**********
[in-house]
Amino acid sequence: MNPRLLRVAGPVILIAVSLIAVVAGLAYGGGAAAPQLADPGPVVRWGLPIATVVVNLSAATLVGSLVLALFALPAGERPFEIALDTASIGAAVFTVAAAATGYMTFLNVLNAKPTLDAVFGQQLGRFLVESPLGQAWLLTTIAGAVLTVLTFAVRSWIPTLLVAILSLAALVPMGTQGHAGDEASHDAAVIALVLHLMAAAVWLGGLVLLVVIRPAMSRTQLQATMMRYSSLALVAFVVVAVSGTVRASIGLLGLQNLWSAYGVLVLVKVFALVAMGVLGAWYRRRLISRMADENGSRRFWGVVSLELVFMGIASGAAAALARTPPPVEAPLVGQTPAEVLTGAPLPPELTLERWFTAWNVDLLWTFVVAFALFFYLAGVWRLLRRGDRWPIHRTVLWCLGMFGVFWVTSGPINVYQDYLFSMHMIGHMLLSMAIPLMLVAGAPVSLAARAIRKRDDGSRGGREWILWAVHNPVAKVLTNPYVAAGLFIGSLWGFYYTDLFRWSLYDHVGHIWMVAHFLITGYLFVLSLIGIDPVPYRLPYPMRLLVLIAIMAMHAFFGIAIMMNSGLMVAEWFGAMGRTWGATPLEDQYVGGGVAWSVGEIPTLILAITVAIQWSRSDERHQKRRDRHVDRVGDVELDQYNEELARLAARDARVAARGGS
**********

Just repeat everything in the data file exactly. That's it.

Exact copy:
[in-house]
Amino acid sequence: MNPRLLRVAGPVILIAVSLIAVVAGLAYGGGAAAPQLADPGPVVRWGLPIATVVVNLSAATLVGSLVLALFALPAGERPFEIALDTASIGAAVFTVAAAATGYMTFLNVLNAKPTLDAVFGQQLGRFLVESPLGQAWLLTTIAGAVLTVLTFAVRSWIPTLLVAILSLAALVPMGTQGHAGDEASHDAAVIALVLHLMAAAVWLGGLVLLVVIRPAMSRTQLQATMMRYSSLALVAFVVVAVSGTVRASIGLLGLQNLWSAYGVLVLVKVFALVAMGVLGAWYRRRLISRMADENGSRRFWGVVSLELVFMGIASGAAAALARTPPPVEAPLVGQTPAEVLTGAPLPPELTLERWFTAWNVDLLWTFVVAFALFFYLAGVWRLLRRGDRWPIHRTVLWCLGMFGVFWVTSGPINVYQDYLFSMHMIGHMLLSMAIPLMLVAGAPVSLAARAIRKRDDGSRGGREWILWAVHNPVAKVLTNPYVAAGLFIGSLWGFYYTDLFRWSLYDHVGHIWMVAHFLITGYLFVLSLIGIDPVPYRLPYPMRLLVLIAIMAMHAFFGIAIMMNSGLMVAEWFGAMGRTWGATPLEDQYVGGGVAWSVGEIPTLILAITVAIQWSRSDERHQKRRDRHVDRVGDVELDQYNEELARLAARDARVAARGGS